These reasons, I think, seem to me to weigh heavily against absolutely unregulated issue: it seems, however, that adequate security might be provided for the ordinary note-holder by merely placing private issues under strict governmental regulation, while still leaving to private enterprise the determination of the amount of notes and the proportion of reserve required from time to time. Thus---to adopt a suggestion made by Mr R. H. Patterson---bank-notes might be issued >by Government, but for any bank requiring them, without limit, but subject to the condition that their value should be covered by a deposit of Government securities exceeding the nominal value of the notes by an amount sufficient to obviate any danger of loss from depreciation of the securities. The bank for which such notes were issued should be solely responsible for the payment of gold for the notes; but they should be legal tender until the bank stopped payment. Whenever a bank stopped payment, its deposited securities would be at the disposal of the Government for the payment of the note-holders: the notes, in fact, would become practically a kind of exchequer bills; and they would probably continue to circulate in this condition. But even if they did not circulate the ordinary note-holder would at any rate suffer no serious loss from the collapse of the bank responsible for them.

Supposing the value of any note to be secured, either in this way or by full governmental responsibility, there would seem to be no ground for prohibiting the issue of notes below a certain amount; unless such issue should be found to carry with it inevitably a material increase of forgery, which the experience of Scotland does not lead me to anticipate. Apart from this latter danger, the issue of small notes is, of course, an economic advantage to the bankers directly, and indirectly---we may assume---to their customers; no less than the issue of notes for larger amounts is.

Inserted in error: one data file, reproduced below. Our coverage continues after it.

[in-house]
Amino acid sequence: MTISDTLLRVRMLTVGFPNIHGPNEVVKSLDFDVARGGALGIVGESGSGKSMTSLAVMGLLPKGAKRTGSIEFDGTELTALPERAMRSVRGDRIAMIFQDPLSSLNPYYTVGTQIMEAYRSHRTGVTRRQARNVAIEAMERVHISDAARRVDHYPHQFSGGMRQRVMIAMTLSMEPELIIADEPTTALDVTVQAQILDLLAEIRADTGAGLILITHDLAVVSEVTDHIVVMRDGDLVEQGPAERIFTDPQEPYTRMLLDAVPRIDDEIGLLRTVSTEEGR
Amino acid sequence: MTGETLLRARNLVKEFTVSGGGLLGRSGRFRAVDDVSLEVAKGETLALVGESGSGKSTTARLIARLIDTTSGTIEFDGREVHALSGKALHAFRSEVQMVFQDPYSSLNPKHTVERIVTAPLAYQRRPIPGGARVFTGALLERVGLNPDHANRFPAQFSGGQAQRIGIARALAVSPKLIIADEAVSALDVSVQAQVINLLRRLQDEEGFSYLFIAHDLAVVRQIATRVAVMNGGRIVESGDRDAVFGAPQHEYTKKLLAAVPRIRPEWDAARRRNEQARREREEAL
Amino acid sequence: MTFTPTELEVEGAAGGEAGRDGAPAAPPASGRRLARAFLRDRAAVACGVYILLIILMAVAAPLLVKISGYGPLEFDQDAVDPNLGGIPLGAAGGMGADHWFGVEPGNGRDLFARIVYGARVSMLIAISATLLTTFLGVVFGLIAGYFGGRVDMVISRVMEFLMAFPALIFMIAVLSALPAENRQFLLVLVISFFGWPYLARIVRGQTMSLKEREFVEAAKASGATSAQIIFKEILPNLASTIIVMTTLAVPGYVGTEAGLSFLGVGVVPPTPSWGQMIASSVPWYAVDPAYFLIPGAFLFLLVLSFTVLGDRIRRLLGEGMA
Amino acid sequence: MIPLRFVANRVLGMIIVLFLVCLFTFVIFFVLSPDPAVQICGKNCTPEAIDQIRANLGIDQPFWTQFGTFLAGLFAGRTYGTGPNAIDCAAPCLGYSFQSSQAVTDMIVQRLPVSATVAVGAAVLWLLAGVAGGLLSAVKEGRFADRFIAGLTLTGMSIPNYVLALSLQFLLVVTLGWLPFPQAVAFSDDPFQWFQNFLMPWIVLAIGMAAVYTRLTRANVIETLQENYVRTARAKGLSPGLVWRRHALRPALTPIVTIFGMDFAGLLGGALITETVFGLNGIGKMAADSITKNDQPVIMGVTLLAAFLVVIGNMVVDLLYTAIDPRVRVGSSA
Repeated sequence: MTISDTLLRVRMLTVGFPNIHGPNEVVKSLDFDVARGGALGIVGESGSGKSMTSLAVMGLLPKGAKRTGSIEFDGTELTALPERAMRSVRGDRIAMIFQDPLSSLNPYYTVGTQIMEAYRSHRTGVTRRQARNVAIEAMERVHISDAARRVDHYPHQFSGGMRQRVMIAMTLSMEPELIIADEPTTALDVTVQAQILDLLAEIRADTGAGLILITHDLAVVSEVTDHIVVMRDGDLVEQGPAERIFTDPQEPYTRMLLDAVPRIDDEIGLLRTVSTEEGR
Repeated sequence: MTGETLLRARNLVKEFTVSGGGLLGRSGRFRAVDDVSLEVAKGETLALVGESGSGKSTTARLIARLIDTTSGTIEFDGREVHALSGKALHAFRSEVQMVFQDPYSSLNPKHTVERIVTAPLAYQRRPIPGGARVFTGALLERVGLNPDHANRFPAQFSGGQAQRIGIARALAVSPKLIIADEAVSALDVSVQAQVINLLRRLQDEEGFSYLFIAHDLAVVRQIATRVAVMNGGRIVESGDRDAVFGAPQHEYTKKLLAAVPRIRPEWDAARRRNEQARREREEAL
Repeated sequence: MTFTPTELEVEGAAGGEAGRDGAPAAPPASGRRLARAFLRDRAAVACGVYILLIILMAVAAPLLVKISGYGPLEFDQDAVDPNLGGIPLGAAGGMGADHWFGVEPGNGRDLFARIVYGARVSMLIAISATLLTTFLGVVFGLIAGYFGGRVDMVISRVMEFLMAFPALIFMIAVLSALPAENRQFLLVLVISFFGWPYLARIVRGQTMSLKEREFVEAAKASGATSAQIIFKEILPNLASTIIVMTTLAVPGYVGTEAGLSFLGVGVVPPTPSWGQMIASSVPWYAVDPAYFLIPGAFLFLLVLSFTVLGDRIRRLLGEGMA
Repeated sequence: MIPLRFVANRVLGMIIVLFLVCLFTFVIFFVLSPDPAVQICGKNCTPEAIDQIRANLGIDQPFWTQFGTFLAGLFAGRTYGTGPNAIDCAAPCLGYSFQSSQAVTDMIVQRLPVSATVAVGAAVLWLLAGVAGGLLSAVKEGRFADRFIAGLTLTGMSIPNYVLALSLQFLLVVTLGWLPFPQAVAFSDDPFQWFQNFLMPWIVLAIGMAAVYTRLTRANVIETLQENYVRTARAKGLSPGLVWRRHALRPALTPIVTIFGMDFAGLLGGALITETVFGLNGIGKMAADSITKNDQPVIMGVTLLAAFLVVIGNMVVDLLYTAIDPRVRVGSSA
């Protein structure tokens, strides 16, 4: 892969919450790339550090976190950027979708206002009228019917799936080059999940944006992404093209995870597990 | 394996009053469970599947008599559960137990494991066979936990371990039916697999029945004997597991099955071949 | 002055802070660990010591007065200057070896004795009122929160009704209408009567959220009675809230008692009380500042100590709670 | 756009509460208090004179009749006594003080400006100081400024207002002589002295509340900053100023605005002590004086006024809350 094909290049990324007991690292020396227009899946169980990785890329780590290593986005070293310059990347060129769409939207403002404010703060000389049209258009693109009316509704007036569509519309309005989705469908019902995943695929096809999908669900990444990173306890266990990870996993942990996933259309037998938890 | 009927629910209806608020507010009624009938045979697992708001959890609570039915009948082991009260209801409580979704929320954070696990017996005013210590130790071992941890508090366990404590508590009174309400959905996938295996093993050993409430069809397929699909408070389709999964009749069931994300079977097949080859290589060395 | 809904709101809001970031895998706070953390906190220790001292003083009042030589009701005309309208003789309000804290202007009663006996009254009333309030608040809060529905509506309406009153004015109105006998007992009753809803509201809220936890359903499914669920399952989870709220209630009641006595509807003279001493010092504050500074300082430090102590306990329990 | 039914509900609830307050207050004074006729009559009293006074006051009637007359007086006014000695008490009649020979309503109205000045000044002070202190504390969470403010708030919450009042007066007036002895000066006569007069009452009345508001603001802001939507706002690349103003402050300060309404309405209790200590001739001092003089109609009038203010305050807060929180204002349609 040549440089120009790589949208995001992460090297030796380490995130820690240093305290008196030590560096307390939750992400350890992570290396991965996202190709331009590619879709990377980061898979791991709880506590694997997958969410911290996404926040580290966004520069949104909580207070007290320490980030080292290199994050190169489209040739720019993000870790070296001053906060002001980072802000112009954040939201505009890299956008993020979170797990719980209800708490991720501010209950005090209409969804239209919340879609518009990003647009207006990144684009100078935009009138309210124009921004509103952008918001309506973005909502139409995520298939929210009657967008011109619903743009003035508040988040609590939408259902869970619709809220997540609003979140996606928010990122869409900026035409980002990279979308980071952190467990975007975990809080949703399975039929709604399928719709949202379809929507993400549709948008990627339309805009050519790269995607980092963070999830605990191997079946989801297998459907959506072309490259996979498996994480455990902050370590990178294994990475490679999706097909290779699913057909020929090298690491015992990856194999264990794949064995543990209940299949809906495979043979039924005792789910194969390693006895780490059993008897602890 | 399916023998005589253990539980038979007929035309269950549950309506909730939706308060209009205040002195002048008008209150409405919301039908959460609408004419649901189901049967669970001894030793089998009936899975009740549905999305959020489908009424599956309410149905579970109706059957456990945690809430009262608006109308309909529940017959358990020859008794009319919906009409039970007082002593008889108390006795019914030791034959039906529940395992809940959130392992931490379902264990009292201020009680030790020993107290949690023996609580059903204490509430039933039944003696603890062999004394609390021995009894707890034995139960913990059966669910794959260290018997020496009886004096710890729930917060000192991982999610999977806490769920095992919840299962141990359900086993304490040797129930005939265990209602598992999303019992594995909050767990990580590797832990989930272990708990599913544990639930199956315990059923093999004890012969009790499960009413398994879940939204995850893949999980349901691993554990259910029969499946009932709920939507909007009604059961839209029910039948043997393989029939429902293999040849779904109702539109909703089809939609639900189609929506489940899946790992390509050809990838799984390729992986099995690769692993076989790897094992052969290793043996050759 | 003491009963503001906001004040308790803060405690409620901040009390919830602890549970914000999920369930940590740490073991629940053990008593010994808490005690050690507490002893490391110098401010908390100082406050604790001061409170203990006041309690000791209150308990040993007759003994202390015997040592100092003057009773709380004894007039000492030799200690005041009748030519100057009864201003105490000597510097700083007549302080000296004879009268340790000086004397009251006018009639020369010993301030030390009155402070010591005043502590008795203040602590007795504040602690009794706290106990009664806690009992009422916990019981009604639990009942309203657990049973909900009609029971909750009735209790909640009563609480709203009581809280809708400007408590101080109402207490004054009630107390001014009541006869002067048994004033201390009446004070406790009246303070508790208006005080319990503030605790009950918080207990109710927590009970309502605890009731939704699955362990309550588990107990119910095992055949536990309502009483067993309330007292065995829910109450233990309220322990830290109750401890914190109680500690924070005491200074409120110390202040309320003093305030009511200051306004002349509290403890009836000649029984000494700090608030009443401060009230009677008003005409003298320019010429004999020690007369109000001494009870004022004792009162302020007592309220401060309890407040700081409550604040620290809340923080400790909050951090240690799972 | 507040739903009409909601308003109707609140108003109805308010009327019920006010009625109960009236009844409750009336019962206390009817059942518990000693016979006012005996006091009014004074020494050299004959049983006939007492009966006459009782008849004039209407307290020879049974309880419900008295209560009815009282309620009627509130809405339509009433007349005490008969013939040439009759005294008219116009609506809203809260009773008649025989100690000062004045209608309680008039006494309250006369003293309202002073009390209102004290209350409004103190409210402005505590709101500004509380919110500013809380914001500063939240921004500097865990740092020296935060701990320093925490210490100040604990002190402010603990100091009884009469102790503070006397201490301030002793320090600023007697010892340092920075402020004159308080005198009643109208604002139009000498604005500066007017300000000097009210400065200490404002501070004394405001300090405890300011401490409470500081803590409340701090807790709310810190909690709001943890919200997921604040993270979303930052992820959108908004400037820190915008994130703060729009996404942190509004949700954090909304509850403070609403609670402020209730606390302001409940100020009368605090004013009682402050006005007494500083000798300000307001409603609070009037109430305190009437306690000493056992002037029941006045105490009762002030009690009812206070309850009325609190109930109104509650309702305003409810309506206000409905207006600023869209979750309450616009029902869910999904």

But although it seems manifestly possible, by such regulation as that above suggested, to protect the ordinary note-holder from material loss; I hardly think that this---or any other scheme for mere regulation of issues, as contrasted with absolute limitation through State monopoly---would adequately secure the result for which the commercial world is most keenly concerned, by providing a supply of good money in a financial crisis to fill the gap caused by a general collapse of credit. It may be urged that, as things are, the agony point of such a crisis in London is reached by the Bank of England declining to lend even on Government securities, and that the dread of this point has a certain tendency to realize itself, as it intensifies the earlier stages of the crisis: and it may be thought that such a scheme as the above would remove this dread, as it would enable any bank to obtain legal tender by depositing its own Government securities. And I should admit it to be quite possible that the pressure of a crisis might in this way receive timely relaxation, so that the crisis might pass off without reaching the worst stage; but I do not see how we can be assured that this would happen; while if the worst stage were reached, if the crisis became panic, the weak side of the proposed system of legal tender notes would become manifest. Every one would fear that the particular bank responsible for his notes might stop payment, and thereby reduce his notes to the condition of mere Government debts, not immediately and certainly available for meeting liabilities; there would therefore be a serious danger of a general run for gold, and general ruin. This danger is avoided under the existing system in England; since no one is afraid of the insolvency of the Issue Department of the Bank of England, even when the limitations on issue in the Bank Charter Act of 1844 are temporarily suspended---as has been the case in the three chief crises that have occurred since 1844. And it appears to me that only notes issued by Government, or by a bank which was understood to be practically secure of the support of Government in the ultimate resort, would have the unique quality required to resist the worst storms of distrust that experience shows to be possible.